[Since some of you asked, yes, my retirement was totally voluntary and happily anticipated.]
Sweeney’s Bakery has been owned and operated by the Sweeney family for over 50 years. While Mr. Sweeney passed away a few years ago, the family continues running what is a neighborhood institution. Today is Mrs. Sweeney’s 85th birthday. Still very energetic, she happily pointed to a nearby family of breakfasters spanning a couple of generations and said to me, “I knew her grandmother before she was married” and offered similar comments on others at the table. That made me I think of this week’s Torah portion (yes, really) and the quite different, quite dysfunctional family depicted therein.
This week’s portion begins after 20 years of childlessness. Isaac’s adventures echo Abraham’s: the famine, passing Rebecca off as his sister, wells, growing rich (though by farming, not shepherding), and receiving divine promises of land and many descendants. Some rabbis thought this paralleling was intended to show that, yes, Isaac was the son of Sarah and Abraham, not Sarah and Abimelech. Or maybe Isaac was just trying to prove himself (typical father/son rivalry). Isaac still loves Rebecca – he pleads with the Lord on her behalf and is caught “playing” with her by Abimelech – but we never read of any dialogue between them. Not even after Rebecca, in labor, hears a divine message (25:23), “”Two nations are in your womb, two separate peoples shall issue from your body; one people shall be mightier than the other, and the older shall serve the younger.” We skip to the twins’ adulthood and a description of the family dynamic that has emerged in which Isaac favors Esau, the elder, and Rebecca, Jacob. Isaac likes hunter Esau’s fresh game and Jacob is a homebody, but those seem flimsy reasons for a favoritism that destroys the family. Jacob doesn’t respect Esau, Rebecca doesn’t respect Isaac, Esau doesn’t care about his birthright (the priestly role to be accorded him after Isaac’s death), and Isaac is both literally and figuratively blind. Thanks to Rebecca’s and Jacob’s trickery (voice is Jacob’s, arms are deceptively hairy like Esau’s), Jacob receives the blessing meant for Esau. Isaac blesses Esau, but Jacob’s is not annulled and in fact Isaac blesses Jacob again when he is about to leave for Paddan-Aram. Yet again, Rebecca deceives Isaac, by telling him Jacob is leaving to find a wife, not because Esau plans to kill him.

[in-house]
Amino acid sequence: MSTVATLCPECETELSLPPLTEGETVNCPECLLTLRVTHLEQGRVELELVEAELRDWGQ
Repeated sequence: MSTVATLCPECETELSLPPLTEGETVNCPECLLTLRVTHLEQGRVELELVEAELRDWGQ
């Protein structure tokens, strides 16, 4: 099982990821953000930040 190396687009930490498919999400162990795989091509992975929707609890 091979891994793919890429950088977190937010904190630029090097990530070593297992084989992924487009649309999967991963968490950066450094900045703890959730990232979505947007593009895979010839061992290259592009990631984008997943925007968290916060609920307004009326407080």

Once Jacob reaches his Uncle Laban’s home in Paddan-Aram, in next week’s portion, he’ll see where Rebecca developed her talent for deceptive communication.
The chief of staff of the US Air Force decided that he would personally intervene in the recruiting crisis affecting all of our armed services. So, he directed that a nearby Air Force base be opened and that all eligible young men and women be invited.